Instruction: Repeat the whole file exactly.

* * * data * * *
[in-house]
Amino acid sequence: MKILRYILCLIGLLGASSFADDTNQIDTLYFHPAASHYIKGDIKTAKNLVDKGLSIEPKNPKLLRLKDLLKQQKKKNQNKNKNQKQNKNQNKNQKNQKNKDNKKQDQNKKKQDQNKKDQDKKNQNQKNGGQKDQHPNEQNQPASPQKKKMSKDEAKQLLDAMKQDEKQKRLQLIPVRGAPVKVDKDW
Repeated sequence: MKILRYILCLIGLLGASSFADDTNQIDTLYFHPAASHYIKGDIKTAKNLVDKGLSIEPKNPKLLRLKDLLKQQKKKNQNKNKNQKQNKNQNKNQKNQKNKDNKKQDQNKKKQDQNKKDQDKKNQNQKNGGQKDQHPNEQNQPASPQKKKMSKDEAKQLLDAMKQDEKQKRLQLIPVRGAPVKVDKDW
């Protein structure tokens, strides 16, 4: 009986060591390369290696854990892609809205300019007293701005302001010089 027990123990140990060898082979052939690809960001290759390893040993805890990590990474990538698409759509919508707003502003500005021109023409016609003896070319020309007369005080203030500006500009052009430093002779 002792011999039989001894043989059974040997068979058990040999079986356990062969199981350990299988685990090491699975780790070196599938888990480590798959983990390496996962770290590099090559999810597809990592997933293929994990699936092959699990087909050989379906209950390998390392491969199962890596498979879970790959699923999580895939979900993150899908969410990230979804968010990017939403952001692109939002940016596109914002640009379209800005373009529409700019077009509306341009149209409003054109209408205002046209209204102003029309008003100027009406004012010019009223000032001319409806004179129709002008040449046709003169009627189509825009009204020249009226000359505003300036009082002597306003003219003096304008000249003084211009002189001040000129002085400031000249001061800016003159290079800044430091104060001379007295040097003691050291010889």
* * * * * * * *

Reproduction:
[in-house]
Amino acid sequence: MKILRYILCLIGLLGASSFADDTNQIDTLYFHPAASHYIKGDIKTAKNLVDKGLSIEPKNPKLLRLKDLLKQQKKKNQNKNKNQKQNKNQNKNQKNQKNKDNKKQDQNKKKQDQNKKDQDKKNQNQKNGGQKDQHPNEQNQPASPQKKKMSKDEAKQLLDAMKQDEKQKRLQLIPVRGAPVKVDKDW
Repeated sequence: MKILRYILCLIGLLGASSFADDTNQIDTLYFHPAASHYIKGDIKTAKNLVDKGLSIEPKNPKLLRLKDLLKQQKKKNQNKNKNQKQNKNQNKNQKNQKNKDNKKQDQNKKKQDQNKKDQDKKNQNQKNGGQKDQHPNEQNQPASPQKKKMSKDEAKQLLDAMKQDEKQKRLQLIPVRGAPVKVDKDW
């Protein structure tokens, strides 16, 4: 009986060591390369290696854990892609809205300019007293701005302001010089 027990123990140990060898082979052939690809960001290759390893040993805890990590990474990538698409759509919508707003502003500005021109023409016609003896070319020309007369005080203030500006500009052009430093002779 002792011999039989001894043989059974040997068979058990040999079986356990062969199981350990299988685990090491699975780790070196599938888990480590798959983990390496996962770290590099090559999810597809990592997933293929994990699936092959699990087909050989379906209950390998390392491969199962890596498979879970790959699923999580895939979900993150899908969410990230979804968010990017939403952001692109939002940016596109914002640009379209800005373009529409700019077009509306341009149209409003054109209408205002046209209204102003029309008003100027009406004012010019009223000032001319409806004179129709002008040449046709003169009627189509825009009204020249009226000359505003300036009082002597306003003219003096304008000249003084211009002189001040000129002085400031000249001061800016003159290079800044430091104060001379007295040097003691050291010889």